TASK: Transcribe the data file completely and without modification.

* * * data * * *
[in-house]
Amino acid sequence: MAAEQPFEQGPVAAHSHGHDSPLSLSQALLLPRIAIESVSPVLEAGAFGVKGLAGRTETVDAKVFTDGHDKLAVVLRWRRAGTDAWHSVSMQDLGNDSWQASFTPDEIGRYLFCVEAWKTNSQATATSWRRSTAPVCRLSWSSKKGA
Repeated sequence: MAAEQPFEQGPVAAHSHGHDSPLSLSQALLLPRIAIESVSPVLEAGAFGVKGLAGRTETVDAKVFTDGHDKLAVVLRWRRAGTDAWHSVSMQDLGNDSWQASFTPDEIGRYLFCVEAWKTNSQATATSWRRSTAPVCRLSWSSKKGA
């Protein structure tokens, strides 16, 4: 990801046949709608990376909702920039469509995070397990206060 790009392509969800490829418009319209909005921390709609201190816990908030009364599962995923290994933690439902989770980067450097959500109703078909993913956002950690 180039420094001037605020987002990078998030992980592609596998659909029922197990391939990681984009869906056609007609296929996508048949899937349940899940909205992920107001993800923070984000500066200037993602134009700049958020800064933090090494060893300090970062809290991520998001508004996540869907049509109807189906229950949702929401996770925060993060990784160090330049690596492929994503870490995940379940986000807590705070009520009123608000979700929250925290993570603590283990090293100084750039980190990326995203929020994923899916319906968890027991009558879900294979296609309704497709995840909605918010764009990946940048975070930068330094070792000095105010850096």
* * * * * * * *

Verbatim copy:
[in-house]
Amino acid sequence: MAAEQPFEQGPVAAHSHGHDSPLSLSQALLLPRIAIESVSPVLEAGAFGVKGLAGRTETVDAKVFTDGHDKLAVVLRWRRAGTDAWHSVSMQDLGNDSWQASFTPDEIGRYLFCVEAWKTNSQATATSWRRSTAPVCRLSWSSKKGA
Repeated sequence: MAAEQPFEQGPVAAHSHGHDSPLSLSQALLLPRIAIESVSPVLEAGAFGVKGLAGRTETVDAKVFTDGHDKLAVVLRWRRAGTDAWHSVSMQDLGNDSWQASFTPDEIGRYLFCVEAWKTNSQATATSWRRSTAPVCRLSWSSKKGA
């Protein structure tokens, strides 16, 4: 990801046949709608990376909702920039469509995070397990206060 790009392509969800490829418009319209909005921390709609201190816990908030009364599962995923290994933690439902989770980067450097959500109703078909993913956002950690 180039420094001037605020987002990078998030992980592609596998659909029922197990391939990681984009869906056609007609296929996508048949899937349940899940909205992920107001993800923070984000500066200037993602134009700049958020800064933090090494060893300090970062809290991520998001508004996540869907049509109807189906229950949702929401996770925060993060990784160090330049690596492929994503870490995940379940986000807590705070009520009123608000979700929250925290993570603590283990090293100084750039980190990326995203929020994923899916319906968890027991009558879900294979296609309704497709995840909605918010764009990946940048975070930068330094070792000095105010850096």